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5th November 2002
Minutes of the Special Meeting of the Council held in the Council Chamber, Council Offices, 47 Derry Road, Strabane on Tuesday 5 November 2002 at 7.30 p.m.
Present: In the Chair:- Councillor McMenamin Other Members:- Councillors I Barr, A Bell, J Donnell, T McBride, C McGill, B McMahon, B McNamee, J McNulty Total = 9 In Attendance:- Clerk & Chief Executive Head of Culture, Arts & Leisure Administrative Assistant Apologies: Councillors A Bresland, D Breslin, D Hussey
The Chairman reported that Council would receive 3 presentations at the meeting with each presentation lasting approximately 30 minutes.
The Chairman welcomed Mr Brian Hughes to the meeting.
1. Presentation by Mr Brian Hughes, Divisional Planning Manager
Mr Brian Hughes referred to his letter to the Chief Executive of 10 October in which he had offered to come along and explain his concerns to Council. He said that he was seeking the help of Council in relation to the number of requests for office meetings. He had inherited the procedure of office meetings from his predecessor who he had spoken to in this regard. He said that the arrangement of referrals to the Planning Manager should be on the basis of exceptional cases as opposed to automatic referrals if the applications had been refused on the planning schedule list. Mr Hughes said that the number of office meetings had been increasing every year and gave the following statistics. In 2000 there had been 25 requests for office meetings, in 2001 40 requests and to date in 2002 there had been 70 requests. Mr Hughes said that Strabane was the smallest district in terms of planning applications and he also had another four districts within his remit. He said that he dealt with 4,800 planning applications last year and although the types of applications were similar, the Councils did not operate similar arrangements. Omagh worked similarly to Strabane but did not have as many office meetings. Fermanagh never asked for office meetings and Dungannon and Cookstown fairly rarely. Mr Hughes said that the other Councils were now aware that Strabane was being treated differently and they were all now requesting the same treatment. He said that this would not be tenable, as it was very difficult to cope with the current workload.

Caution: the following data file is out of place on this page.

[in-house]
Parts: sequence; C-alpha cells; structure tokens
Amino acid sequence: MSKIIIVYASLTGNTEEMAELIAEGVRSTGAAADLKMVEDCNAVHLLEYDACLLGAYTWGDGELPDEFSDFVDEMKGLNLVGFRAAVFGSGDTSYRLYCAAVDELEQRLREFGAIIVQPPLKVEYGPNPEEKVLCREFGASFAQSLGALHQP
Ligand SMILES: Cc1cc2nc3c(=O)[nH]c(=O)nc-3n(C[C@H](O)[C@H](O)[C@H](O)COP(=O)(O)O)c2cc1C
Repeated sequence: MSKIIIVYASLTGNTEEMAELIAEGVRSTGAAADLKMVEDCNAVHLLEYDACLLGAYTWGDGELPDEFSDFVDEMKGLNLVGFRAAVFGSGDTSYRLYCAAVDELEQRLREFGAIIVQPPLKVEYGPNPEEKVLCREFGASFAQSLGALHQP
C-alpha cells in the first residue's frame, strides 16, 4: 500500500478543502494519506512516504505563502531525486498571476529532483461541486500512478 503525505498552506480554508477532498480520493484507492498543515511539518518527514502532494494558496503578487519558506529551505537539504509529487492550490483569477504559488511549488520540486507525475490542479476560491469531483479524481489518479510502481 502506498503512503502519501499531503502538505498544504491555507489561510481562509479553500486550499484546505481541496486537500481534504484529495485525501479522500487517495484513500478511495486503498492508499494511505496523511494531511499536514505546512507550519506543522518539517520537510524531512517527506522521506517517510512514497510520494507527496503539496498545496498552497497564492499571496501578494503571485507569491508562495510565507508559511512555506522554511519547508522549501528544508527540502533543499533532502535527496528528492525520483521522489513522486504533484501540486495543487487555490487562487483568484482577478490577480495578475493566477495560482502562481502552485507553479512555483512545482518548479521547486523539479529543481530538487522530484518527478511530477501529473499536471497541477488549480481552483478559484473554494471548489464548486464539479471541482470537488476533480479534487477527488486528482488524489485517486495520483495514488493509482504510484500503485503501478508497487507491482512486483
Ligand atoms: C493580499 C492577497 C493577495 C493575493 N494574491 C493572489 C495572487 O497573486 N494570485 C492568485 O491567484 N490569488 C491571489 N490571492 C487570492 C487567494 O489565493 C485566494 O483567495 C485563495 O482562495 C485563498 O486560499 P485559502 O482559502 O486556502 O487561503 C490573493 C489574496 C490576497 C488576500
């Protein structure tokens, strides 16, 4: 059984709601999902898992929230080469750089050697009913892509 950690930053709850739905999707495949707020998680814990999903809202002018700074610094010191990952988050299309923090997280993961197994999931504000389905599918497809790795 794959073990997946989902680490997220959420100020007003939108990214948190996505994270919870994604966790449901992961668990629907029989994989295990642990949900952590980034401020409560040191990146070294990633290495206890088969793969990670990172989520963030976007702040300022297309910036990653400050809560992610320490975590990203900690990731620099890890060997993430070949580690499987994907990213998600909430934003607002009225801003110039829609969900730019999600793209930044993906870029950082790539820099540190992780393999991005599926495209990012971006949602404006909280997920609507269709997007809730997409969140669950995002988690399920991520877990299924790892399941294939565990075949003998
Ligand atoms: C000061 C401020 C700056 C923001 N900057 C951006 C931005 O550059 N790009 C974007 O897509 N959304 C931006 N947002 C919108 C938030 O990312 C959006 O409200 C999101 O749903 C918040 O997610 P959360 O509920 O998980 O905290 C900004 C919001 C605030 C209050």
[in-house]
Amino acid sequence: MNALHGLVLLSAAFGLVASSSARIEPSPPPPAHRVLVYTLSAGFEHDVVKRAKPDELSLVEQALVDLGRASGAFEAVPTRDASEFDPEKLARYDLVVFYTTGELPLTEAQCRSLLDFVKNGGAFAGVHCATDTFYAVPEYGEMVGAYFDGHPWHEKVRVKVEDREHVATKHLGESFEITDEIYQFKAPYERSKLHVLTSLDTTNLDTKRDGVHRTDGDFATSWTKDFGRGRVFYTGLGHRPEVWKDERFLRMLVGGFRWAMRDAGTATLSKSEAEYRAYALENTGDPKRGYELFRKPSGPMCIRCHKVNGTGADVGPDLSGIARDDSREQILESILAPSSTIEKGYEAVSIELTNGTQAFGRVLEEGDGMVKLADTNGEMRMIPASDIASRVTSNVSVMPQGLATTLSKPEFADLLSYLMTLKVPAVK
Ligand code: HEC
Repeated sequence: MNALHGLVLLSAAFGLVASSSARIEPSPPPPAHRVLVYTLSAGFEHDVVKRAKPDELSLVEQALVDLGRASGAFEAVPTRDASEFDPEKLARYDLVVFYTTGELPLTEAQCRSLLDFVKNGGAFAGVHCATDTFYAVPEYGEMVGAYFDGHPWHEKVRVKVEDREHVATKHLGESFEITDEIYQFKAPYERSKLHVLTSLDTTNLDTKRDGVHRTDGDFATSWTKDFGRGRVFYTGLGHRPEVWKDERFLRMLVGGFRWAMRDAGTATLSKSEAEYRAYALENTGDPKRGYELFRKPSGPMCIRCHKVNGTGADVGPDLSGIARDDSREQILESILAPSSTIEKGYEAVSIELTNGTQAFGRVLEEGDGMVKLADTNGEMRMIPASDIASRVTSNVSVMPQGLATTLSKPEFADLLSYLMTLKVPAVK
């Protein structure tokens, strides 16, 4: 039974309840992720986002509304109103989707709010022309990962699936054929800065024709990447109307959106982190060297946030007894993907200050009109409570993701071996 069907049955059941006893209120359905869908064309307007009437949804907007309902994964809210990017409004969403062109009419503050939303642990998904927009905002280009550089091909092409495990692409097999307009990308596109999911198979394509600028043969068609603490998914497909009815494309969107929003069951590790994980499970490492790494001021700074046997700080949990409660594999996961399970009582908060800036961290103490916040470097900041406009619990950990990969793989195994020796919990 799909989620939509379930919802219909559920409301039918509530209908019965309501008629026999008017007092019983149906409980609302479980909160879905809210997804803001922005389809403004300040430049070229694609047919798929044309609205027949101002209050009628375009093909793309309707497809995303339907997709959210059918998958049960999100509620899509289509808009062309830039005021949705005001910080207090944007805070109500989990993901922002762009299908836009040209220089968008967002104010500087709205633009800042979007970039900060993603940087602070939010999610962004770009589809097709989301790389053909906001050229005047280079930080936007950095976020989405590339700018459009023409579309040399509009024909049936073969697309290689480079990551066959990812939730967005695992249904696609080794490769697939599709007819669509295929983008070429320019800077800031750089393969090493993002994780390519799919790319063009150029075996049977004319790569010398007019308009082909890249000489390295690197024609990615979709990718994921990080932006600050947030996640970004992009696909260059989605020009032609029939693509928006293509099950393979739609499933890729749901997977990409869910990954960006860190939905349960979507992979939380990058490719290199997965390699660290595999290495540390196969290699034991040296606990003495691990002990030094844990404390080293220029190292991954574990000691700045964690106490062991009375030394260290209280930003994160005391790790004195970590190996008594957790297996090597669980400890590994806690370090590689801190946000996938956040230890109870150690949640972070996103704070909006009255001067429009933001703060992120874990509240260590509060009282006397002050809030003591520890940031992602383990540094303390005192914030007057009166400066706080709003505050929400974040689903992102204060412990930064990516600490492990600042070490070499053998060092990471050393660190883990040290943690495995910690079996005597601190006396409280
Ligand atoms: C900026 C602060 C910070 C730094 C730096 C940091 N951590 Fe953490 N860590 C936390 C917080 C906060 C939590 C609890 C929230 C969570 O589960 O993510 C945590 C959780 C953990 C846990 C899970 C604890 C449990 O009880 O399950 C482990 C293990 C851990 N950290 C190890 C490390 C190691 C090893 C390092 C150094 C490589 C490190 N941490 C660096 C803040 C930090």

Mr Hughes said that he now questioned how meaningful the consultation process was. He said that he was very conscious of the Council’s input and was aware of the time and resources devoted to planning applications. He also acknowledged Councillors’ needs to represent their voters. Mr Hughes said that he was not trying to dodge the main issues and wondered if it was possible to come to some agreement to reduce the demands on the Planning department. He reported that he had taken a line with other Councils that he would not be able to accommodate an increase in demands for office meetings. Mr Hughes said that the normal procedure in other Councils would be for one deferral and then back to Council either to agree or refer to the Management Board.
Mr Hughes said that he did not want to deprive Councillors of putting their points of view to him but said that they needed to filter out some of the office meetings and concentrate on the major ones. However, he did realise that all cases were important to Councillors.